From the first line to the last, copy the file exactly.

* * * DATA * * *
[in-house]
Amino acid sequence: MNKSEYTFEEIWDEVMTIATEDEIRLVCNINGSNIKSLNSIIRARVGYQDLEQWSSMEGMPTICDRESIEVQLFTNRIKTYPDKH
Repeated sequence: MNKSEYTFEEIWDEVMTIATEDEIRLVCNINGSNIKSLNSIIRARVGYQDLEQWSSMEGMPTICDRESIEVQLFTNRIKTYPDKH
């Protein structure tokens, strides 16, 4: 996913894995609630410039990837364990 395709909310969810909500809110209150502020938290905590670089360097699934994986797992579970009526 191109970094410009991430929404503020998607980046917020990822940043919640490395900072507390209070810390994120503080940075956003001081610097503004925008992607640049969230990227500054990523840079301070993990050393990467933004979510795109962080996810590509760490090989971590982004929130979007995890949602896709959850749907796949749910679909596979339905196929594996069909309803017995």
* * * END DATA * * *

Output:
[in-house]
Amino acid sequence: MNKSEYTFEEIWDEVMTIATEDEIRLVCNINGSNIKSLNSIIRARVGYQDLEQWSSMEGMPTICDRESIEVQLFTNRIKTYPDKH
Repeated sequence: MNKSEYTFEEIWDEVMTIATEDEIRLVCNINGSNIKSLNSIIRARVGYQDLEQWSSMEGMPTICDRESIEVQLFTNRIKTYPDKH
């Protein structure tokens, strides 16, 4: 996913894995609630410039990837364990 395709909310969810909500809110209150502020938290905590670089360097699934994986797992579970009526 191109970094410009991430929404503020998607980046917020990822940043919640490395900072507390209070810390994120503080940075956003001081610097503004925008992607640049969230990227500054990523840079301070993990050393990467933004979510795109962080996810590509760490090989971590982004929130979007995890949602896709959850749907796949749910679909596979339905196929594996069909309803017995």